Down on an atomic level, glass may be a jumbled mess of atoms, which makes it easily susceptible to distortion & cracking. Now, chemists have discovered the way to arrange the atoms within glass such how , the resulting material can even rival the strength of diamonds.
A team of materials scientists from Yanshan University in China has discovered the critical proportion of crystallized and amorphous carbon needed to make a glass with remarkable properties that will not weaken under intense pressure.
The mechanical properties of material often come right down to the way its building blocks link together. Diamond’s notorious toughness is decided by the 4 bonds every single one among its carbon atoms makes with its neighbors. Though these bonds bring a solid bridge, they also don’t leave any electrons spare to hold a current, effectively making diamond an insulator.
Glassy solids do not have repeating patterns, a minimum of on a general scale. Their overall structure is more or less what you get when a liquid’s particles all drop by place once the temperature drops low enough.
Depending on the constituent ingredients, however, glassy materials can have a surprising degree of structure up close. Their disordered arrangement also allows for a good range of optical & mechanical properties that creates them better fitted to certain technologies.
Glasses that are supported metals should combine the benefits of both, lending a degree of strength that crystalline metals do not have , while still being conductive.
Determining what a glassy state of carbon might behave like, however, is hard to predict supported theory alone.
So the Yanshan researchers experimented, squishing spheres of carbon atoms called ‘buckyballs’ under intense pressure of around 25 gigapascals (just under 250,000 atmospheres) then baking the mush at temperatures between 1,000 and 1,200 degrees Celsius (about 1,800 to 2,200 degrees Fahrenheit).
Subjecting the products, dubbed AM-I, II, & III, to a litany of tests, the chemists mapped the way the atoms bonded with each other , showing all of them operated as a semiconductor on A level comparable amorphous silicon.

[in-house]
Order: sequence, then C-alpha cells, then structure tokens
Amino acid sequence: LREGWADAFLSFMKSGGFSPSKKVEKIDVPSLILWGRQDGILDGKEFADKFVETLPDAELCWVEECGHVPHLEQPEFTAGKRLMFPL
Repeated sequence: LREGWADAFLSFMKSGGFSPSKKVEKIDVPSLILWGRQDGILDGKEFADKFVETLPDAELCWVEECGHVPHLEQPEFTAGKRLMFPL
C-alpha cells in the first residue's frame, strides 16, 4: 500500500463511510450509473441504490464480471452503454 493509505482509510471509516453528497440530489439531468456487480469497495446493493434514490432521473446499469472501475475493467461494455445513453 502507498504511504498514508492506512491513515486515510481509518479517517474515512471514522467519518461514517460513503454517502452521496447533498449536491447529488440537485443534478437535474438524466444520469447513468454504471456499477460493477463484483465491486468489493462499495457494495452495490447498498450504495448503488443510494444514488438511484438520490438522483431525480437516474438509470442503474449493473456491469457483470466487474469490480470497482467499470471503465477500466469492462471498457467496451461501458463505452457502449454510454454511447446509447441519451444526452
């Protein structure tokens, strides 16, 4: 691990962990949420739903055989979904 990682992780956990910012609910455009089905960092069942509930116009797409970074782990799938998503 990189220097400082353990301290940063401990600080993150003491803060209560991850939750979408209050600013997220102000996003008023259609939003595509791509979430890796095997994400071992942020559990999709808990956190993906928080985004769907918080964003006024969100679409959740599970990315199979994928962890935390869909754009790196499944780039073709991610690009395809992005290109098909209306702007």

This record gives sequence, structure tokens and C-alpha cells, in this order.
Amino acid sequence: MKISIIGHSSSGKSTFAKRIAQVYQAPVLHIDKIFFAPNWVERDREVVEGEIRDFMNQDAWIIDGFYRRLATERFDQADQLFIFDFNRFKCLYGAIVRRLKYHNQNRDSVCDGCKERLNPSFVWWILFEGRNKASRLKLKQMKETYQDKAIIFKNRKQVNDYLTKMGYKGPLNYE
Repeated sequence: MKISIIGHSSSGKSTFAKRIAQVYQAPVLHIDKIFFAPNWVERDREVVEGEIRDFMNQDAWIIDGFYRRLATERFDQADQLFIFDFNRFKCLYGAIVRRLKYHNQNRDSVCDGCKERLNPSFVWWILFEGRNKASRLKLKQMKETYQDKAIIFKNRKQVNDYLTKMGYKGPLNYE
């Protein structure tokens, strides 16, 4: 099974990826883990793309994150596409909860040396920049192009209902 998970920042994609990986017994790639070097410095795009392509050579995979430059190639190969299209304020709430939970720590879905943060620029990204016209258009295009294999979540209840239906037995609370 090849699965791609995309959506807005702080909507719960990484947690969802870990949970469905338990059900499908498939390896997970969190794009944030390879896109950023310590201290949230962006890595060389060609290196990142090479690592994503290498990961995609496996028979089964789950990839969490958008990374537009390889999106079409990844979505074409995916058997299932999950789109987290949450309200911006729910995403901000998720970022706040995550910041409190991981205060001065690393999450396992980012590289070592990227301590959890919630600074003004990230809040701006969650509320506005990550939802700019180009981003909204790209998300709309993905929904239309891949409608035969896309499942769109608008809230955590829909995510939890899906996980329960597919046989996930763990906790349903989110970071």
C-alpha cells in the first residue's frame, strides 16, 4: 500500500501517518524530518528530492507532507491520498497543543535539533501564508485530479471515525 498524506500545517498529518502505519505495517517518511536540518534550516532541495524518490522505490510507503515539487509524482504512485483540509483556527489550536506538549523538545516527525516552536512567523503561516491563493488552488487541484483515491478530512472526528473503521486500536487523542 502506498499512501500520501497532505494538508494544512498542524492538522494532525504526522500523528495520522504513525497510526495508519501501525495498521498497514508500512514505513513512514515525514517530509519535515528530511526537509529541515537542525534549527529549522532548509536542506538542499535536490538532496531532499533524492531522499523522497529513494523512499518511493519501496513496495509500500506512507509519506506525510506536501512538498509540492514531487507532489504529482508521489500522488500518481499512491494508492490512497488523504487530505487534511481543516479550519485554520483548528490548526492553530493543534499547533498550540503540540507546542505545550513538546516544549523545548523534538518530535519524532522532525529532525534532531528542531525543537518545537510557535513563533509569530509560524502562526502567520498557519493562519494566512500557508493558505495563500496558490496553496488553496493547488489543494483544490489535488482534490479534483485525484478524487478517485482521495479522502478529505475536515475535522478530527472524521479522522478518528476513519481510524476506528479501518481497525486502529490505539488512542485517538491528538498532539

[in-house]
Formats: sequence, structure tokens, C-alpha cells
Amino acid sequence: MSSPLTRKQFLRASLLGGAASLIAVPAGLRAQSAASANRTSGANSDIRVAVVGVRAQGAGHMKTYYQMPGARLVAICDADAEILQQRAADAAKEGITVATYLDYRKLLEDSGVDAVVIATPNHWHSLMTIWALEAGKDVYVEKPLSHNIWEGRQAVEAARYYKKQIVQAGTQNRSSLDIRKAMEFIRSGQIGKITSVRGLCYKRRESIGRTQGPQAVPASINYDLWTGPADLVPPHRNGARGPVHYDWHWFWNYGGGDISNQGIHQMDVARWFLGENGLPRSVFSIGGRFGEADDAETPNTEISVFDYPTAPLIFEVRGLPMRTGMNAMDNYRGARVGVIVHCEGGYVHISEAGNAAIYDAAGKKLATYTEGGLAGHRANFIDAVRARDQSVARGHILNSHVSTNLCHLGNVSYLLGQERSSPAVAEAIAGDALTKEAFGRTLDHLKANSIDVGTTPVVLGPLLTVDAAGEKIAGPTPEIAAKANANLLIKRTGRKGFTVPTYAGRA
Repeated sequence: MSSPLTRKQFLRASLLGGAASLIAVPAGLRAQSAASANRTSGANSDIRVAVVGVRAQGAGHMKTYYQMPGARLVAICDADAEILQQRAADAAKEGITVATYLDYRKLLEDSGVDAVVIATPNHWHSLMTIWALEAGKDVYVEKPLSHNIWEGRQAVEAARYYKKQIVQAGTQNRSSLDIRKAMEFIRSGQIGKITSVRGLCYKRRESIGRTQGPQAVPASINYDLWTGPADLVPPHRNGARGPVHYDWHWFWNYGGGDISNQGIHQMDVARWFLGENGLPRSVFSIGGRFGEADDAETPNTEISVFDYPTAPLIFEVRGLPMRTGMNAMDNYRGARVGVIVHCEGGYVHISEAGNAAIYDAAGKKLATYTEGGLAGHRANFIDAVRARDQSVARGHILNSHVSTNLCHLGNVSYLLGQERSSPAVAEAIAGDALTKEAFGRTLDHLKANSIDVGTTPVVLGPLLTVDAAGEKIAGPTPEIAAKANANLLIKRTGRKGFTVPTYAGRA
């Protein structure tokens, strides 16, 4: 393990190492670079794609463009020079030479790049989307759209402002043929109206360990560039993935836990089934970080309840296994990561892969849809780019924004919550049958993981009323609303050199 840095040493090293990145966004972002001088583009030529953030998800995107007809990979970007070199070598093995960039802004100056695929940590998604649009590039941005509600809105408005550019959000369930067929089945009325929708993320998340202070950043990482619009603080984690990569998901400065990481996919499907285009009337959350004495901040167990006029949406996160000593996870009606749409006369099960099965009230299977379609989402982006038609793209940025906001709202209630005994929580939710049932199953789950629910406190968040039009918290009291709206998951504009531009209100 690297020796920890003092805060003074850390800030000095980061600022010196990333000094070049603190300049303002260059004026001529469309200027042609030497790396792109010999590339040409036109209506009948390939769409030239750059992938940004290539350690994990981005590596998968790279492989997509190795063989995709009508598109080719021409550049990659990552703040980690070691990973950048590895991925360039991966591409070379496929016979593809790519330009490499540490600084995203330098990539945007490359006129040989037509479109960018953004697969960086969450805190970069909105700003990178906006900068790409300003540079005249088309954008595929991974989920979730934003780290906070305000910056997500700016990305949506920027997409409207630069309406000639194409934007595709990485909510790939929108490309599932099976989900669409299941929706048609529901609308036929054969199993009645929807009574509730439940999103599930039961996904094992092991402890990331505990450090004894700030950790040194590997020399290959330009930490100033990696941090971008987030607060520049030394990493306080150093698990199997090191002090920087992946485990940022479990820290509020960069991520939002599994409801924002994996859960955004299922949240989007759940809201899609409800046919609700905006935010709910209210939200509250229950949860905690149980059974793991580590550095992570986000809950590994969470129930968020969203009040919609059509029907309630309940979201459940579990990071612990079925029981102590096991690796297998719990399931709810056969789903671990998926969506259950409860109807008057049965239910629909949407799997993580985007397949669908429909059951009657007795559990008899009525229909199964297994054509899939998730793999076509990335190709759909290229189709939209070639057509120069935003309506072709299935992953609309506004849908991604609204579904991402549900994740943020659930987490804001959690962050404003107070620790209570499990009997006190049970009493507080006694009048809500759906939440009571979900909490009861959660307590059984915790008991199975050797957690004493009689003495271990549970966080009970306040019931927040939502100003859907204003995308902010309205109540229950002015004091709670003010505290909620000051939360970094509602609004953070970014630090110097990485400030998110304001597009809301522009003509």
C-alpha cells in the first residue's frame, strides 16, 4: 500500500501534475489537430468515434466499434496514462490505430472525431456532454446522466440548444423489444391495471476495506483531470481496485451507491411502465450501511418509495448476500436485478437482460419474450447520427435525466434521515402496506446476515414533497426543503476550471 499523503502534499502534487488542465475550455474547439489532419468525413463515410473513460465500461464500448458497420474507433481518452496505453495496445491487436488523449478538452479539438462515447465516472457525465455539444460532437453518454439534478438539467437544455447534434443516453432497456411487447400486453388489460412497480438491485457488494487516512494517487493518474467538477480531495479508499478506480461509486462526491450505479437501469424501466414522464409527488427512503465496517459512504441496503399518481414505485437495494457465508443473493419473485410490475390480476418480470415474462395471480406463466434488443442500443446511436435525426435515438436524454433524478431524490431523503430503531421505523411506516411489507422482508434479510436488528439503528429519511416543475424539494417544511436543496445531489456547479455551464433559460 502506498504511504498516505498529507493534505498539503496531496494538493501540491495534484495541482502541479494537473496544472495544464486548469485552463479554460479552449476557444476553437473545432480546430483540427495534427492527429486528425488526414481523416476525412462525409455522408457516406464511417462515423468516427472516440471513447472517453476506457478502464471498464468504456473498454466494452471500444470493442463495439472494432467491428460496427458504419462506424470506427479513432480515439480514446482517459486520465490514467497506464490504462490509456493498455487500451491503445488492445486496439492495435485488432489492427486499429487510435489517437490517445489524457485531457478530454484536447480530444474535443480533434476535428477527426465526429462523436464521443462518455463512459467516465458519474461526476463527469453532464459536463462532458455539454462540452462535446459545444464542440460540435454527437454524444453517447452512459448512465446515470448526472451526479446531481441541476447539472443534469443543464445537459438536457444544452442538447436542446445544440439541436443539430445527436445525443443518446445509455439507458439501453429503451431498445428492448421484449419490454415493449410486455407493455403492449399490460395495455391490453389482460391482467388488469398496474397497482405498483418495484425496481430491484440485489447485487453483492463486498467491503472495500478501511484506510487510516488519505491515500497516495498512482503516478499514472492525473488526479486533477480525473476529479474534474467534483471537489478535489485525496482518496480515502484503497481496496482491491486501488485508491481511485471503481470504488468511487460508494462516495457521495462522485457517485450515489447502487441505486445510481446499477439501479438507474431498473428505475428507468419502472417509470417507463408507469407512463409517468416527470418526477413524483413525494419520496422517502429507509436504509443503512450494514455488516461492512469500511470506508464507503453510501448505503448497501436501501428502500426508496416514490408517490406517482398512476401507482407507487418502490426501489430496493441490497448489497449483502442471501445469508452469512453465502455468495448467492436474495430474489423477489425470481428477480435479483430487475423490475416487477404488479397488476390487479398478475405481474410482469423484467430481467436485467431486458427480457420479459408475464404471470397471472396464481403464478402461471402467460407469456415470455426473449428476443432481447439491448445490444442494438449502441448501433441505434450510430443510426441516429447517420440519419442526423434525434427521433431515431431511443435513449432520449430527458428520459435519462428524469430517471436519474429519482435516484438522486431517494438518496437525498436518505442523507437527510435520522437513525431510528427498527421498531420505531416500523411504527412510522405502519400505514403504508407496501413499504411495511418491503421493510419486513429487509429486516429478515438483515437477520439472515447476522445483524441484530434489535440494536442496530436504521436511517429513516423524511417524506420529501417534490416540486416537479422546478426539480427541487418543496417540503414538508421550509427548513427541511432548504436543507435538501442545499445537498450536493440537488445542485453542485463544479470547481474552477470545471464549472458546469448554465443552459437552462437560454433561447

But it had been the mechanical properties of the third result that really stood out.
Diamond is characteristically referred to as one among the toughest known substances. a standard measure of hardness, called the Vickers hardness test, actually uses a diamond tip to indent material. The harder material , the greater the force (measured in gigapascals) required to go away a large mark.
Scratching another diamond might require somewhere between 60 and 100 gigapascals, counting on whether it’s natural or made with care during a lab.
The glassy material AM-III measured somewhere between 110 and 116 gigapascals on the Vickers hardness test, making it the toughest amorphous solid so far . Running a slither of the substance along the flat face of a natural diamond left a transparent score line.
Producing enough of material to use widely in commercial processes would be an expense few would hand over on immediately . In time, enough could be made to function a replacement for silicon transistors utilized in high-pressure environments.
Given how experimental this glass development was, it’s possible there’s more to be found by squashing & cooking other carbon allotropes, like graphene, at a variety of pressures and temperatures.
Materials science is well into the carbon age lately , arising with ingenious new ways to place mechanical and electrical properties of variously-arranged carbon atoms to figure .
How we’ll use AM-III is tough to mention immediately, but at some point it just might become an electrical engineer’s ally .
This research was published in National Science Review.